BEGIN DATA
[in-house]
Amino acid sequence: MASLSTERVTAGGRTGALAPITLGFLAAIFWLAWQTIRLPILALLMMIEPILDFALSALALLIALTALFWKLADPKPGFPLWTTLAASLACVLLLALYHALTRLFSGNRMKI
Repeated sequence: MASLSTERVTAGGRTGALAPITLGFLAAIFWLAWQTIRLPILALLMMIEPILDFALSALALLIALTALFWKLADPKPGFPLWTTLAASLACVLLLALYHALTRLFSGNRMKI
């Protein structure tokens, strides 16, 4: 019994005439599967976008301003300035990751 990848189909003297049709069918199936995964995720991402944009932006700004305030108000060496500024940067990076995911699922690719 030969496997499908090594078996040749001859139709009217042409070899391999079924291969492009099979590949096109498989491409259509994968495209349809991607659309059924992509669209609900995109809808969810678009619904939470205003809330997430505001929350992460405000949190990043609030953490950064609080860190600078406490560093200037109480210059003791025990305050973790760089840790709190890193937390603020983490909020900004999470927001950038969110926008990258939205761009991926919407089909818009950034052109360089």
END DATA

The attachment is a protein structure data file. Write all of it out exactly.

[in-house]
Amino acid sequence: MASLSTERVTAGGRTGALAPITLGFLAAIFWLAWQTIRLPILALLMMIEPILDFALSALALLIALTALFWKLADPKPGFPLWTTLAASLACVLLLALYHALTRLFSGNRMKI
Repeated sequence: MASLSTERVTAGGRTGALAPITLGFLAAIFWLAWQTIRLPILALLMMIEPILDFALSALALLIALTALFWKLADPKPGFPLWTTLAASLACVLLLALYHALTRLFSGNRMKI
């Protein structure tokens, strides 16, 4: 019994005439599967976008301003300035990751 990848189909003297049709069918199936995964995720991402944009932006700004305030108000060496500024940067990076995911699922690719 030969496997499908090594078996040749001859139709009217042409070899391999079924291969492009099979590949096109498989491409259509994968495209349809991607659309059924992509669209609900995109809808969810678009619904939470205003809330997430505001929350992460405000949190990043609030953490950064609080860190600078406490560093200037109480210059003791025990305050973790760089840790709190890193937390603020983490909020900004999470927001950038969110926008990258939205761009991926919407089909818009950034052109360089």